Saturday, October 02, 2004
I was wrong in 1986.
I grew up under the threat of nuclear war. Our rural grade school actually had nuclear drills, where we would hide under our desks. We took civil defense classes in public school so we would know how to handle our local area should the federal government be destroyed. I don't think people born much later than I can imagine the culture when Reagan was elected. I watched "War Games" and "The Day After" and "Testament" in 1983. I watched "Threads" in 1984. I'm sure there were more nuclear disaster films in the 1980's if I could just remember the titles. It was a scary time.
In October of 1986, Ronald Reagan and Mikhail Gorbechev met in Reykjavick, Iceland to discuss nuclear disarmament, the Strategic Defense Initiative (SDI, Star Wars) and the Anti-Ballistic Missile (ABM) treaty:
President Reagan: What the hell use will ABM's or anything else be if we eliminate nuclear weapons?
Secretary General Gorbachev: Absolutely right. I am for that. But the point is that under the ABM Treaty the parties do not have a large-scale antimissile defense, and you want to deploy such a defense.
President Reagan: But what difference does it make if it is not nuclear weapons? What difference whether it exists or not?
On the other hand, you know that even in this situation we will not be able to guarantee that someone will not begin to make nuclear weapons again at some point.
Secretary General Gorbachev: Mr. President, you just made a historic statement: What the hell use will SDI be if we eliminate nuclear weapons? But it is exactly because we are moving toward a reduction and elimination of nuclear weapons that I favor strengthening the ABM Treaty. In these conditions it becomes even more important. As for your arguments about the madman who decides to resort to nuclear weapons, I think that we will be able to solve that problem, it is not that serious.
President Reagan: It appears that the point is that I am the oldest man here. And I understand that after the war the nations decided that they would renounce poison gases. But thank God the gas mask continued to exist. Something similar can happen with nuclear weapons. And we will have to shield against them in any case.At the time, it appeared that Reagan had the chance to vastly reduce the nukes in the world if he would only give up SDI. I was, at the time, working in the Defense industry as a software developer and I saw little hope that SDI would ever work as advertised. Today, 20 years later, we are still struggling to make it work as advertised... that's not what I was wrong about. SDI has worked enough to intercept larger missiles and advancements are ongoing. I was wrong about Reagan's vision. In fact, Reagan's last point in the excerpt above, about the need for gas masks even though gas is illegal in warfare is really President Bush's point about needing nuclear bunker busting bombs.
In 1986, after a lifetime of fear, after a lifetime of feeling like the dustspeck in "Horton Hears a Who" being pulled over the vat of boiling water, I would have jumped at any chance to reduce the Russian nukes. Reagan saw beyond Russia to a time when other enemies (like North Korea and Iran today) might threaten us with their own nukes. Reagan took the heat from those in America like me and much more heat from the Lefties... but he was right and I was wrong.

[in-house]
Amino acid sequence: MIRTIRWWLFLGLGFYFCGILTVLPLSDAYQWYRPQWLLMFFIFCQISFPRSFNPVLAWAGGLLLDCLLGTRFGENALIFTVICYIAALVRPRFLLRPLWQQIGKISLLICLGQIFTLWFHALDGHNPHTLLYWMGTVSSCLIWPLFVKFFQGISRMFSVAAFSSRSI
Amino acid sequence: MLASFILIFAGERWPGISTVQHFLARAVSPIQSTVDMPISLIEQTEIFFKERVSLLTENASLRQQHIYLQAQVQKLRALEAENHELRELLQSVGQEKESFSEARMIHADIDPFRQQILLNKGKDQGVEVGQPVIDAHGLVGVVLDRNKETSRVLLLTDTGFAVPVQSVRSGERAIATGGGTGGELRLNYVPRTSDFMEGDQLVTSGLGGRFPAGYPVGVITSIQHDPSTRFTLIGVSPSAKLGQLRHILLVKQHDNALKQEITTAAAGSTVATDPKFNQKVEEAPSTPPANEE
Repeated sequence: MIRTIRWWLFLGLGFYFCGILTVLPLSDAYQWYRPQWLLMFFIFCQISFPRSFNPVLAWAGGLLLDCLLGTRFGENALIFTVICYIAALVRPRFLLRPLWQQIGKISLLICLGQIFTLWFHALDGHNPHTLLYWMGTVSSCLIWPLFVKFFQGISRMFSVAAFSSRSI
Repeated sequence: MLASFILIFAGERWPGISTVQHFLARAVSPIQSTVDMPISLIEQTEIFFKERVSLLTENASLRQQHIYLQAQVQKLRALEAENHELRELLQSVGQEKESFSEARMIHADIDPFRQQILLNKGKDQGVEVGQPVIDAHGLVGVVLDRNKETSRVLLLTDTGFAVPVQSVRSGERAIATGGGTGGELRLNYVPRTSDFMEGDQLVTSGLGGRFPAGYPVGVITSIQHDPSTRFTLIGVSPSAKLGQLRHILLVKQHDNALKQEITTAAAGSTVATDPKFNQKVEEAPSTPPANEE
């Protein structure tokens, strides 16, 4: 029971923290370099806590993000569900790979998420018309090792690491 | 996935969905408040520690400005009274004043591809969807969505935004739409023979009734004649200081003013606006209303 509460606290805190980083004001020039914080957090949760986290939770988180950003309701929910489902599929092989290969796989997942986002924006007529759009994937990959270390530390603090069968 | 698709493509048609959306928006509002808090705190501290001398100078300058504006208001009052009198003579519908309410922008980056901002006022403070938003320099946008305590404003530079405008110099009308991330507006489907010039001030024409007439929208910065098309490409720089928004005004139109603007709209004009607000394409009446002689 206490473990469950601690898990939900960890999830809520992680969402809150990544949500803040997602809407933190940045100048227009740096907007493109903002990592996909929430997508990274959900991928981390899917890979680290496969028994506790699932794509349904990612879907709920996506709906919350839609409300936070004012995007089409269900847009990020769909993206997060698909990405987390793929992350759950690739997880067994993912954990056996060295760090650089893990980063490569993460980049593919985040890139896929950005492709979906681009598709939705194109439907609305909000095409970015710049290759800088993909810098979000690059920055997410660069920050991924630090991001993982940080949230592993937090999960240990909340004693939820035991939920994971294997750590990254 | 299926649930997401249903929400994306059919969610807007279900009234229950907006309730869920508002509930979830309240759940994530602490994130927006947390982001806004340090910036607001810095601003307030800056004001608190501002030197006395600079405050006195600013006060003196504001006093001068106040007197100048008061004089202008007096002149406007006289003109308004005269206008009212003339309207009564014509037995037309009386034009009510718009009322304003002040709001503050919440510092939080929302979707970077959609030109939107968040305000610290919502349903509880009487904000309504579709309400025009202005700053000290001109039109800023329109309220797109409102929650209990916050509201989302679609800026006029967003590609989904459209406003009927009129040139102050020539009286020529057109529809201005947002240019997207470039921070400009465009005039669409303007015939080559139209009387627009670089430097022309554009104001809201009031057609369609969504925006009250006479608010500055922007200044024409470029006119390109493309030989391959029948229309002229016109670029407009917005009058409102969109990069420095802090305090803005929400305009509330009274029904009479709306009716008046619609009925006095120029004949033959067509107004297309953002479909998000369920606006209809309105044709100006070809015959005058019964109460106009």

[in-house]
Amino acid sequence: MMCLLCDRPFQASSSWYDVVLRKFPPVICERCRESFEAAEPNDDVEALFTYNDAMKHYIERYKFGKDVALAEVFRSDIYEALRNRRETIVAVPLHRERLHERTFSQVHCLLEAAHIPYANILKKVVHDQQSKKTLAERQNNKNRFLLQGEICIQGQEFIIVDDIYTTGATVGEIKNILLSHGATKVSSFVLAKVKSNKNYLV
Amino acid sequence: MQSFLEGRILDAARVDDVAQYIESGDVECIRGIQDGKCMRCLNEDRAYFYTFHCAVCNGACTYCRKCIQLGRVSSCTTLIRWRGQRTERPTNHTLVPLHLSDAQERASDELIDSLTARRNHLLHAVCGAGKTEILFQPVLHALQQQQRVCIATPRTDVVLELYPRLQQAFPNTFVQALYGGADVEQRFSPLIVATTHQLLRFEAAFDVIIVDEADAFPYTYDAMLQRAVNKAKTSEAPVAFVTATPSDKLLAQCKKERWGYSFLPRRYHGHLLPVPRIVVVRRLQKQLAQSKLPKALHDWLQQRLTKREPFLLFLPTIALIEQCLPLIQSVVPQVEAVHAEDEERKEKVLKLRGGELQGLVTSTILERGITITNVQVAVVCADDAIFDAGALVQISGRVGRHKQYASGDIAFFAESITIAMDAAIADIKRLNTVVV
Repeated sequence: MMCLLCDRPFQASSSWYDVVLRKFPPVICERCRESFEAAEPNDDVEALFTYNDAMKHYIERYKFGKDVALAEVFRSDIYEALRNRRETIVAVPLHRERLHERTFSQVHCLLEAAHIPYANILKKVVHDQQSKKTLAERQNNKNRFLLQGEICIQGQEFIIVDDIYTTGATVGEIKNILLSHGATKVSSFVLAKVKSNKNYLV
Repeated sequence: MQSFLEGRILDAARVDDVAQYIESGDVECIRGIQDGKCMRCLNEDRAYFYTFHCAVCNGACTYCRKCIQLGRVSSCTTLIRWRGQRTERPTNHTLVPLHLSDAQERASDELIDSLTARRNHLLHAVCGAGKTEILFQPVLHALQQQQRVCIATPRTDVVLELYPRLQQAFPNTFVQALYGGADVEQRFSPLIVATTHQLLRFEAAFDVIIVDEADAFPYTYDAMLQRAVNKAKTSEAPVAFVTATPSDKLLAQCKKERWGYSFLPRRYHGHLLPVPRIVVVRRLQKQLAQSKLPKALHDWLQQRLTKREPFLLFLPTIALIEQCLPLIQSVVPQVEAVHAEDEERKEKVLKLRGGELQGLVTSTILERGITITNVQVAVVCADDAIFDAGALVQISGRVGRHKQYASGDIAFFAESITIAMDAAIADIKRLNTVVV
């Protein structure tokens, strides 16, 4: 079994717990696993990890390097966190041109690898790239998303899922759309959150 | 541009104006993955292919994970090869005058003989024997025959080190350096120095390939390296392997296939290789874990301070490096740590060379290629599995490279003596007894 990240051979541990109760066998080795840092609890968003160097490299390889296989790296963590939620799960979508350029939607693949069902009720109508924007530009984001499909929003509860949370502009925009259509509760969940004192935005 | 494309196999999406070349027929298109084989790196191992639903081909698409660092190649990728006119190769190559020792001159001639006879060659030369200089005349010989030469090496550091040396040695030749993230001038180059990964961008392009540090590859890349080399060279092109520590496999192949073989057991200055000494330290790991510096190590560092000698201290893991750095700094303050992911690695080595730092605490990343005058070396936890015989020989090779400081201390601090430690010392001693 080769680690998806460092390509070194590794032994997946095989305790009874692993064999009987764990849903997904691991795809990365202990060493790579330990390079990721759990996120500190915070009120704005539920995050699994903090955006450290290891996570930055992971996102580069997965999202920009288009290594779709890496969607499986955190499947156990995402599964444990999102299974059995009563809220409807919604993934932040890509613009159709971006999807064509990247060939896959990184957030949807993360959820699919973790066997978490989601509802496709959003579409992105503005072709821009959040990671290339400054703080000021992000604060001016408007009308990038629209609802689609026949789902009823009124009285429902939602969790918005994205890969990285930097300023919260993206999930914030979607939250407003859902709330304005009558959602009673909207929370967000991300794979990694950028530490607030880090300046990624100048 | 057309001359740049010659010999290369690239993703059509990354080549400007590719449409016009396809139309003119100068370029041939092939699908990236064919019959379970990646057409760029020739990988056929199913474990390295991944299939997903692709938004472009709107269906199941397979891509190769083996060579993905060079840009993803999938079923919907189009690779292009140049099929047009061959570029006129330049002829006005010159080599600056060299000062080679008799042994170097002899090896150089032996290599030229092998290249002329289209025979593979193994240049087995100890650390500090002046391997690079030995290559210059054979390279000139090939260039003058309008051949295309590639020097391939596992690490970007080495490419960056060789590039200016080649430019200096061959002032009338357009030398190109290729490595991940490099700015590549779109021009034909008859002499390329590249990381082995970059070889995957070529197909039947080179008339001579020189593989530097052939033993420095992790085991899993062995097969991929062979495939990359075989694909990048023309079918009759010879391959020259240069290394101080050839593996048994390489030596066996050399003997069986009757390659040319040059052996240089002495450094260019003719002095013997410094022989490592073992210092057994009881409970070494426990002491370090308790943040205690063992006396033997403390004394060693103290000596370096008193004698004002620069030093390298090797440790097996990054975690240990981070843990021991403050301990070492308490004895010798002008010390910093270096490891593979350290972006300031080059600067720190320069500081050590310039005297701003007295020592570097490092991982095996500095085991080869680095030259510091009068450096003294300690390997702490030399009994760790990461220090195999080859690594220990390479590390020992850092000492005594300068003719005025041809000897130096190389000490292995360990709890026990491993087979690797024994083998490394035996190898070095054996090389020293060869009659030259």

In the debate the other night, John Kerry said that the USA shouldn't develop nuclear bunker busting missiles, missiles that would be able to strike and destroy enemy bases far underground. Saddam had these bases. Bin Laden had these bases in Afghanistan (and still might). North Korea has these bases. In 1986, I couldn't see ahead beyond my fear of the USSR pointing missiles at us to times like today, when other, possibly more dangerous, enemies exist. If Reagan had stopped SDI, the soviets today might still be a great nuclear superpower. If Gorbechev had gotten Reagan to back down, he might have been able to hold on to his power and all of Eastern Europe. Reagan saw ahead 20 years, but I couldn't even see ahead 5.
If Bill Clinton had been looking ahead when he was in power, he would have been thinking about Saddam's underground bunkers from the 1st Gulf War. He would have been thinking about North Korea hiding missiles underground. He would have been thinking about those mazes of tunnels that Bin Laden disappeared into in Tora Bora. If Bill Clinton had been looking forward, he would have been developing more powerful bunker busting bombs... even nuclear ones. Ronald Reagan, after all, was using lessons he learned from WW I and WW II to shape his thought. Why shouldn't we expect Bill Clinton to use Gulf War I and other terrorist strikes to guide his thoughts? America rules the skies, we can take any city on earth and after the war in Iraq, after Shock and Awe, everybody knows it... and all of our enemies have now moved underground.
George Bush didn't have much time after he came into office in 2001 to think about bombs, but another war with Saddam and Bin Laden, and now showdowns with North Korea and Iran have focused President Bush on the need for underground warfare. The need is far more obvious that any of the tiny threads Reagan relied on to make his decisions in Iceland. The need for underground warfare is clear and obvious.
John Kerry doesn't even today see the need for SDI and even less need for nuclear bunker busters. John Kerry doesn't lack foresight, it's far too late for that... he lacks eyes. Just as the very thought of SDI threw our enemies into disarray, the very thought of America being able to strike underground bases will flush out our enemies and bring them to the bargaining table. Like the blind leading the blind, John Kerry wants to lead the fearful left back to the days of Jimmy Carter, when America was too fearful of herself to use her strength. George Bush has a different idea for achieving peace: overwhelming victory.